Sun 1 Jul 2001 - Filed under: Free Stuff to Read, Short Stories | 2 Comments| Posted by: intern

Because he wouldn’t understand, we left Mom’s German shepherd Toby leashed to the big black roll bar in the back of Ada’s pickup truck, and because Mom’s hands were tied behind her back and because her ankles were lashed together, we had some trouble wrestling her out of the cab and onto the bridge.

My sister Ada rolled her over, a little roughly, I thought, and checked the knots. I had faith in those knots. Ada was a rancher from Arizona and knew how to tie things up. I made sure Mom’s sweater was buttoned. I jerked her green and white housedress back down over her pasty knees. I made sure her boots were tightly tied.

Read more



No Comet

Sun 1 Jul 2001 - Filed under: Free Stuff to Read, Short Stories | Leave a Comment| Posted by: intern

Convinced that my slant on Bohr’s version of the Copenhagen interpretation of quantum mechanics was our last hope, I bullied Jane, who didn’t want to be married to me anymore, and Sacha into cooperating with a final desperate attempt to save the world.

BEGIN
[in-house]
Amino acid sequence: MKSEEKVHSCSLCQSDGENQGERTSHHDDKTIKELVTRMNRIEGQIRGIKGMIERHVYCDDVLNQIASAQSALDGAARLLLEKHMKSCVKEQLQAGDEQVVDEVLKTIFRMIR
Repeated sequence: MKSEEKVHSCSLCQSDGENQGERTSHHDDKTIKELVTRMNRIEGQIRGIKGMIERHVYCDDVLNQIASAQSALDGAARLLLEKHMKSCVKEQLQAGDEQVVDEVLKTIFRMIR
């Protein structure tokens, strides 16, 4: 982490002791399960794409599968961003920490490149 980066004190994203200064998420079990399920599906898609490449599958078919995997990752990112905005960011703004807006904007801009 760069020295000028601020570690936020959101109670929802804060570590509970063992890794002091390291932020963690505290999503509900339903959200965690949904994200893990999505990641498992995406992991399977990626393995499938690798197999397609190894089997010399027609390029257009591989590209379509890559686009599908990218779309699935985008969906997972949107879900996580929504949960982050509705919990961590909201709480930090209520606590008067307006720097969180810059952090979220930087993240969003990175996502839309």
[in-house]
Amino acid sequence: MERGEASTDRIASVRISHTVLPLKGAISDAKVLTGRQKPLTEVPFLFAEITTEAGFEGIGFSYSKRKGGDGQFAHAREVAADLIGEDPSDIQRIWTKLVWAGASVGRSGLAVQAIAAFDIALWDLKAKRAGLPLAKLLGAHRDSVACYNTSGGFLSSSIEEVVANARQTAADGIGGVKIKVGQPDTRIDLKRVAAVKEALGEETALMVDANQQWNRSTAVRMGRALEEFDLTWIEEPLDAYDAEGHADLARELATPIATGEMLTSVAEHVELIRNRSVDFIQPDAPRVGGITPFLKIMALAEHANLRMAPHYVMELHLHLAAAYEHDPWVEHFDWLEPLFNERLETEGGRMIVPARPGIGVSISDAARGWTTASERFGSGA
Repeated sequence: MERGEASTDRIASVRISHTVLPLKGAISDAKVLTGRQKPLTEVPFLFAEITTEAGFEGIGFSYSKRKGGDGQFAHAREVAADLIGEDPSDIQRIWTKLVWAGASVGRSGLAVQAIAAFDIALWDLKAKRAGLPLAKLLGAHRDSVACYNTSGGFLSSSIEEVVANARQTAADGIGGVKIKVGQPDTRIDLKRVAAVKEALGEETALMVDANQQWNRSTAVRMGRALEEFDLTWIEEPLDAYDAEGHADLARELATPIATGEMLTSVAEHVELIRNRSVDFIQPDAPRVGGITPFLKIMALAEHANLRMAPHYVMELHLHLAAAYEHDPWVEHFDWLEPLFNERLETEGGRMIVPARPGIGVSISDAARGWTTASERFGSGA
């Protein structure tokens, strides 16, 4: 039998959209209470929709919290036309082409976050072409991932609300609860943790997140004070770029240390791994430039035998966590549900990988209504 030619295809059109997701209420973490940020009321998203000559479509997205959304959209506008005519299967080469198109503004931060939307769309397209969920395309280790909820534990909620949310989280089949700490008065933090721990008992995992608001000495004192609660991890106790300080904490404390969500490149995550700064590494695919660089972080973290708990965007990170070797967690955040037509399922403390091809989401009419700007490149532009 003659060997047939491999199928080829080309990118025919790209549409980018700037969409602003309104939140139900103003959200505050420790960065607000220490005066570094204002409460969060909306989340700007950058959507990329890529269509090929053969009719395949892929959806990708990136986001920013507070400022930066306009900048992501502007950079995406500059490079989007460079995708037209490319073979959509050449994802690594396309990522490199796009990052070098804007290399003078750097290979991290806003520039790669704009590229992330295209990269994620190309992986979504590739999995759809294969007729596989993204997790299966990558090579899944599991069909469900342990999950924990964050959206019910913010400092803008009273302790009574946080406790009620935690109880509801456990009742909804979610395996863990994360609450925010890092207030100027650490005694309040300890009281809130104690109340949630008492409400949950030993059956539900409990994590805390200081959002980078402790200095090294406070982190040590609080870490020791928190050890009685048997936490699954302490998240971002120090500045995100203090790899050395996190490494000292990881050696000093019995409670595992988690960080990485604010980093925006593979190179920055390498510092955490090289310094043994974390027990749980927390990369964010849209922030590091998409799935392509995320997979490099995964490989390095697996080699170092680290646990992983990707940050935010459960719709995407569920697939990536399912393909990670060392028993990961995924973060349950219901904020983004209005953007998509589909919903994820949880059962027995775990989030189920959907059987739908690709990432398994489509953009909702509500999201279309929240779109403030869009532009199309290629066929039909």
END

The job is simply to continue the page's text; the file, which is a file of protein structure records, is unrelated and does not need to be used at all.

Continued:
“This is stupid, Tim,” Jane said, her voice softened a little by the brown paper bag over her head.

“La la, la la, la la,” Sacha sang. She banged the heels of her shoes against the legs of her chair in time to her tune. Wearing a bag over her head was still fun, I thought, but our daughter was seven and had fidgeting down to a fine art. How long would she stick with me?

Read more



Stranger Things Happen reviews

Sun 1 Jul 2001 - Filed under: Authors, Kelly Link | Leave a Comment| Posted by: Gavin